12 Angry Men 2

12 Angry Men 2There are few examples of group dynamics as complete and realistic as the film “Twelve Angry Men”. This film was not only entertaining, but it also serves as a great example of many of the aspects of social psychology. Including too many concepts to name, the film touched on several very important theories: process loss in group decisions, groupthink, the fatal attribution error, normative social influence, and social norms.
One of the first concepts to be seen in the film was process loss in group decisions. Process loss is any part of group functioning that will inhibit good problem solving. This occurs when a group follows the leadership of one of its lesser informed members, much like the group of men following the leadership of the head juror; although he was not the most qualified member of the group he was in charge of explaining their duties to the others. It could also be argued that the most active jurors for prosecution were less qualified leaders as well. As quickly as one man could say it was an open and shut case all the other jurors had followed his lead and agreed. Another cause of process loss seen in the movie was the failure to share relevant information. For the opening stage of deliberations Mr. Davis says nothing of the doubts and theories he has on why the boy is innocent; the other jurors share the information that leads them to believe he is guilty and all come to the conclusion that he should be convicted.
A very important aspect of group interactions closely related to process loss is groupthink. It is actually a cause of process loss where the cohesiveness of the group becomes more important to its members than actually considering the facts. This is incredibly applicable to the characters in the film because the very conditions that lead to groupthink are those that characterize a jury; the group must be cohesive, isolated, high stress and have obvious and strong leadership. This phenomenon leads to the censorship of members and the pressure to conform as we see in the early stages of the deliberation process in the film. The film also addresses one of the main ways to combat group think; they utilize a secret ballot and allow the jurors to remain anonymous. The usefulness of these techniques to reduce groupthink are immediately evident in the film; while all others are watching the vote remains 11-1 and when a secret ballot is utilized the vote becomes only 10-2 in favor of conviction.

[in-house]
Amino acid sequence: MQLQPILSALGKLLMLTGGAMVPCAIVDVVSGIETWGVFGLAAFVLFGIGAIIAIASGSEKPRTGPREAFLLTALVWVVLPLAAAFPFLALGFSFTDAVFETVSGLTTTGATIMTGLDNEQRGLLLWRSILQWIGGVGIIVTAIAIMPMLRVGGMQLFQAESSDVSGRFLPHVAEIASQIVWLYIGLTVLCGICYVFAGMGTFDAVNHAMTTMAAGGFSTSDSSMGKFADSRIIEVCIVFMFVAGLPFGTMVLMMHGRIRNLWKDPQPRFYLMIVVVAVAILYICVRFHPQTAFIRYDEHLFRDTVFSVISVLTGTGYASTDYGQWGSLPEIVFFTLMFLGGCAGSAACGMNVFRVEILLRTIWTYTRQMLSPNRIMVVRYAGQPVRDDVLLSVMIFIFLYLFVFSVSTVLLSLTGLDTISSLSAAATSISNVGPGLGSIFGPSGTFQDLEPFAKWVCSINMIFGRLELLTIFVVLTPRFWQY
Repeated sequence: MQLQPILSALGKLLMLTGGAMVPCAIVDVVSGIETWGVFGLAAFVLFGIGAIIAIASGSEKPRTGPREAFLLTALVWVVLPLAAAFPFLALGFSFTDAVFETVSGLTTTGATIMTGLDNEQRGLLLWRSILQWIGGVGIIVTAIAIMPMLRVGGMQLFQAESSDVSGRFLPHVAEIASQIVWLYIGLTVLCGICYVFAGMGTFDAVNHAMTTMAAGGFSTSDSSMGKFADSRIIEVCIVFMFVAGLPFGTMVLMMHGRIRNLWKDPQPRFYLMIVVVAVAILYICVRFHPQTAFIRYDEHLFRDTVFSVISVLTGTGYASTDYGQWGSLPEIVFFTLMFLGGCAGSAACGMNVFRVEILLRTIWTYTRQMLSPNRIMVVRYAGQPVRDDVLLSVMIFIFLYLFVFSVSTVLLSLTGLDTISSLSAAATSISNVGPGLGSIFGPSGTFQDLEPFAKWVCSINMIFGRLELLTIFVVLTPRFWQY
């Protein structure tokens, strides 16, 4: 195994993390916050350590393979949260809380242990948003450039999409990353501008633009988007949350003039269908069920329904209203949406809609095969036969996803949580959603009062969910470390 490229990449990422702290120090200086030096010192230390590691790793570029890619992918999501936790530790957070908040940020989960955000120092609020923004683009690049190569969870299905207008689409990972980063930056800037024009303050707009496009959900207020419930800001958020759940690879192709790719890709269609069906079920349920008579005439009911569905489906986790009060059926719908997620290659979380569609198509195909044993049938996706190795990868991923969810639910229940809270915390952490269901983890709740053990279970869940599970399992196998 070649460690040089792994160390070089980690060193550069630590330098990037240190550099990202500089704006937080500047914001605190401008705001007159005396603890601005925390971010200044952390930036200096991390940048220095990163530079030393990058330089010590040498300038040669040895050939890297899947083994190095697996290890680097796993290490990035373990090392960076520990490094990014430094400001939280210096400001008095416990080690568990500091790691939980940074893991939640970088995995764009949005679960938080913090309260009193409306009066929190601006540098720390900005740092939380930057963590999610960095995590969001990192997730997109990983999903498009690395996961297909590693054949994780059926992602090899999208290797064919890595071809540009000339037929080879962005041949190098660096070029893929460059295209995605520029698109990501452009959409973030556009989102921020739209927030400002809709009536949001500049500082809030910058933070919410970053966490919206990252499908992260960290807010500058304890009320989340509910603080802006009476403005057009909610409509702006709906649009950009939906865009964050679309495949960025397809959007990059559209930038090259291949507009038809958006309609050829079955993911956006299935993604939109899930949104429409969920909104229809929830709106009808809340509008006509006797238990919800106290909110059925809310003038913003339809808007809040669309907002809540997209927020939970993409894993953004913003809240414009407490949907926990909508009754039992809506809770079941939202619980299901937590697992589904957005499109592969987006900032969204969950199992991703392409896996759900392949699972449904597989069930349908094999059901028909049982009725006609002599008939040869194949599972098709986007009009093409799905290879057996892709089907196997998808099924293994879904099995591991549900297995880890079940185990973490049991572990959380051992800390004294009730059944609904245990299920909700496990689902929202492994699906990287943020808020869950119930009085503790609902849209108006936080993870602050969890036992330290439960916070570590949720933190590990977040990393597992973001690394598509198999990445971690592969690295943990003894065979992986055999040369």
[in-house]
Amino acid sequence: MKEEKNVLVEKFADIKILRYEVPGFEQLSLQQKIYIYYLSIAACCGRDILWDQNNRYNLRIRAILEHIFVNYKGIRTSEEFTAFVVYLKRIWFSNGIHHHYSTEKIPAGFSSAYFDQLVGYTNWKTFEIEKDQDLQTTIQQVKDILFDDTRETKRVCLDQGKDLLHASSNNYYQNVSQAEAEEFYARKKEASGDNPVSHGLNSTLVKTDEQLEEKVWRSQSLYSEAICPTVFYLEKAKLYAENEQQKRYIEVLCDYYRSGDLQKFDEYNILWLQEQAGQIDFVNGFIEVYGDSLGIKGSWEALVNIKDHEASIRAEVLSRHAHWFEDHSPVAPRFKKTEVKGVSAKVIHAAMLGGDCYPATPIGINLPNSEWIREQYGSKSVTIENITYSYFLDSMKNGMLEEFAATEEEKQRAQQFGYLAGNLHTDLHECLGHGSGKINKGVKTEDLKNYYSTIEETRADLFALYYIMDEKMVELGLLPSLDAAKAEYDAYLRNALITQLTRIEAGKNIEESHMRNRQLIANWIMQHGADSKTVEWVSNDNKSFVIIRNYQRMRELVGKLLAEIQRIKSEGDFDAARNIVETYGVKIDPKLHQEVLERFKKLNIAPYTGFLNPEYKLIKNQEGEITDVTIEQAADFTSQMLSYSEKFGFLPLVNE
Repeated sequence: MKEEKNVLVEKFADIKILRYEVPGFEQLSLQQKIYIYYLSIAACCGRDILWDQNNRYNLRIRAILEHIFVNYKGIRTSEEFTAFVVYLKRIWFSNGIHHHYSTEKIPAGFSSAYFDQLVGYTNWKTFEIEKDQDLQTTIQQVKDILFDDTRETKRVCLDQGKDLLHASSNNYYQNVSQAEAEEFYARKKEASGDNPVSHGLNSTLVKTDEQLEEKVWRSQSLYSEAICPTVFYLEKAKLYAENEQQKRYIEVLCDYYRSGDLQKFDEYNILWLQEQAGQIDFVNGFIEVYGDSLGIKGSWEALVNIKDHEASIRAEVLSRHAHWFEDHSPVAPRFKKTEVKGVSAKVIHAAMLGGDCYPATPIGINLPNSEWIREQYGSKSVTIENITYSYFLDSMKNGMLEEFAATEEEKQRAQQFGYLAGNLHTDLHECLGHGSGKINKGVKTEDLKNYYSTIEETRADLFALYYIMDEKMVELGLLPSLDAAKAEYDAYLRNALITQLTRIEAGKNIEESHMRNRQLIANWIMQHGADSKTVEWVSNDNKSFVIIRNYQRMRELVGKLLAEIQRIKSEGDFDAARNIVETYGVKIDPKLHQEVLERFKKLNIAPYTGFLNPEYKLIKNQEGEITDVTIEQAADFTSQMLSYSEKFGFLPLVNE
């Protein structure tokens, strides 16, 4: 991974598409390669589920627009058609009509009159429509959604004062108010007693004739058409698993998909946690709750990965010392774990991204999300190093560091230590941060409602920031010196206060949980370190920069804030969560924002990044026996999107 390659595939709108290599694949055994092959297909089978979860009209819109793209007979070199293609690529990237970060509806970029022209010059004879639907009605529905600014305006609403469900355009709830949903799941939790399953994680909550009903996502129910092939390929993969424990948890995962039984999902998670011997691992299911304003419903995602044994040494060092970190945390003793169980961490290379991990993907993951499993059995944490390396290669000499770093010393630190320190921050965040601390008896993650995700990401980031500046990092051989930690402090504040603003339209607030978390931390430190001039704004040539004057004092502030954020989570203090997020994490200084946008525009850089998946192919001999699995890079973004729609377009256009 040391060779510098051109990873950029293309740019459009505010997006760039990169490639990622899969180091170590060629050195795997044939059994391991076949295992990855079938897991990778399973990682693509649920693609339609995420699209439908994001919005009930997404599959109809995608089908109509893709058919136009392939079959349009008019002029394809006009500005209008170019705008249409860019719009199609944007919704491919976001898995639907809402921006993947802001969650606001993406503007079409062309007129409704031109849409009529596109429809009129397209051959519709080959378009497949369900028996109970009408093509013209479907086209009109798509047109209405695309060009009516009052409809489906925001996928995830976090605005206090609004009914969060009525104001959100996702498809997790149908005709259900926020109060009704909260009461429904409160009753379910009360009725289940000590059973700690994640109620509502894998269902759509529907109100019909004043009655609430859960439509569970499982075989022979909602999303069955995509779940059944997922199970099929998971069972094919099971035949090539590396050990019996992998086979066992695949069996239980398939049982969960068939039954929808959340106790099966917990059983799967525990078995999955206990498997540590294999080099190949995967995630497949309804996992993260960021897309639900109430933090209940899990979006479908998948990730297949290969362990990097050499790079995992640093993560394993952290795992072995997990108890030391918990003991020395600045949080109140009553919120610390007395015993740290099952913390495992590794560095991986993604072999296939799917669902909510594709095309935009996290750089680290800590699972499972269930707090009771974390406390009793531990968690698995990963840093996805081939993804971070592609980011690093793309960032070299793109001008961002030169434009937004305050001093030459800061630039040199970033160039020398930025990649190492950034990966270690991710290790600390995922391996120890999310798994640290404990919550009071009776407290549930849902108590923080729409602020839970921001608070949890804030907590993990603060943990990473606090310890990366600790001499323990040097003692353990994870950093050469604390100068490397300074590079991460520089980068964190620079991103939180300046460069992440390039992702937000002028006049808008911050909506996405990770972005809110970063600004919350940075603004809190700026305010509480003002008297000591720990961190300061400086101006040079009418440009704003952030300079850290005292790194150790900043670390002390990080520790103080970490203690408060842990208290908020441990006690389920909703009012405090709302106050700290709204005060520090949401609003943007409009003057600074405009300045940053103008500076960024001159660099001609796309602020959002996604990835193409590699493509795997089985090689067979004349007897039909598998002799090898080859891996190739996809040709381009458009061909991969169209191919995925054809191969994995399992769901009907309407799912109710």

After the jurors realize the deliberations are going to take longer than first thought, they enter into a stage of discussion where another key aspect of social psychology becomes evident. The fundamental attribution error occurs when persons focus too much on the internal, dispositional causes of actions and underestimate the effect of the situation on behavior. It is quite clear who is making the fundamental attribution error when the jurors begin talking about the defendant and his background. One of the jurors for prosecution stated that “children from the slums (the suspect’s home) were nothing but potential menaces to society” and another simply called his type liars; they also brought up his past record. They are clearly attacking this man’s character and stating that the situation was not incredibly important. Even if the evidence does not necessarily add up the man is still a liar and his type does not deserve to be free. Only a few jurors fight this error of judgment and remind the others that his rough upbringing may have had something to do with his past convictions and that this situation did not necessarily warrant violence toward his father.